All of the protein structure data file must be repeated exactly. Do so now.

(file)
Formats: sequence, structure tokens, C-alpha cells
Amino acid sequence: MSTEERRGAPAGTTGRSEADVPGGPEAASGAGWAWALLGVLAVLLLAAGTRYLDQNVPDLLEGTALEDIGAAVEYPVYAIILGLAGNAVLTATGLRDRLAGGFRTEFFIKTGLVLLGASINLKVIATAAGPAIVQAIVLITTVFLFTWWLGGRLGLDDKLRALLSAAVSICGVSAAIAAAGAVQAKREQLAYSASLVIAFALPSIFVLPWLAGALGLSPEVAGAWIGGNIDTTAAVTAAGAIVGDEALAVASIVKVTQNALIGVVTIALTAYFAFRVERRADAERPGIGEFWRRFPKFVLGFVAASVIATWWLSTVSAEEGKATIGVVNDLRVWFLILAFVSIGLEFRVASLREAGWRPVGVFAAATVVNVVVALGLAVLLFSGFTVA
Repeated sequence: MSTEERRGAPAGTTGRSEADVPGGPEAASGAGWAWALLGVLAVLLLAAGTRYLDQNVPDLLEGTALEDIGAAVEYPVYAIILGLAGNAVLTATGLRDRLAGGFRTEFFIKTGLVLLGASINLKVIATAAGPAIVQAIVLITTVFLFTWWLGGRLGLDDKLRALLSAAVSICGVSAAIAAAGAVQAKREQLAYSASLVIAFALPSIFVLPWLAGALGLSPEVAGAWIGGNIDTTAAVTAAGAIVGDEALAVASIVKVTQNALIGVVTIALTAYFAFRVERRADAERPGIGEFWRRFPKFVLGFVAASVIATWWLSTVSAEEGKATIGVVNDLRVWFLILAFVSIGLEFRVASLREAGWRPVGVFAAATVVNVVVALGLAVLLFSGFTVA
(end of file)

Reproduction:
Formats: sequence, structure tokens, C-alpha cells
Amino acid sequence: MSTEERRGAPAGTTGRSEADVPGGPEAASGAGWAWALLGVLAVLLLAAGTRYLDQNVPDLLEGTALEDIGAAVEYPVYAIILGLAGNAVLTATGLRDRLAGGFRTEFFIKTGLVLLGASINLKVIATAAGPAIVQAIVLITTVFLFTWWLGGRLGLDDKLRALLSAAVSICGVSAAIAAAGAVQAKREQLAYSASLVIAFALPSIFVLPWLAGALGLSPEVAGAWIGGNIDTTAAVTAAGAIVGDEALAVASIVKVTQNALIGVVTIALTAYFAFRVERRADAERPGIGEFWRRFPKFVLGFVAASVIATWWLSTVSAEEGKATIGVVNDLRVWFLILAFVSIGLEFRVASLREAGWRPVGVFAAATVVNVVVALGLAVLLFSGFTVA
Repeated sequence: MSTEERRGAPAGTTGRSEADVPGGPEAASGAGWAWALLGVLAVLLLAAGTRYLDQNVPDLLEGTALEDIGAAVEYPVYAIILGLAGNAVLTATGLRDRLAGGFRTEFFIKTGLVLLGASINLKVIATAAGPAIVQAIVLITTVFLFTWWLGGRLGLDDKLRALLSAAVSICGVSAAIAAAGAVQAKREQLAYSASLVIAFALPSIFVLPWLAGALGLSPEVAGAWIGGNIDTTAAVTAAGAIVGDEALAVASIVKVTQNALIGVVTIALTAYFAFRVERRADAERPGIGEFWRRFPKFVLGFVAASVIATWWLSTVSAEEGKATIGVVNDLRVWFLILAFVSIGLEFRVASLREAGWRPVGVFAAATVVNVVVALGLAVLLFSGFTVA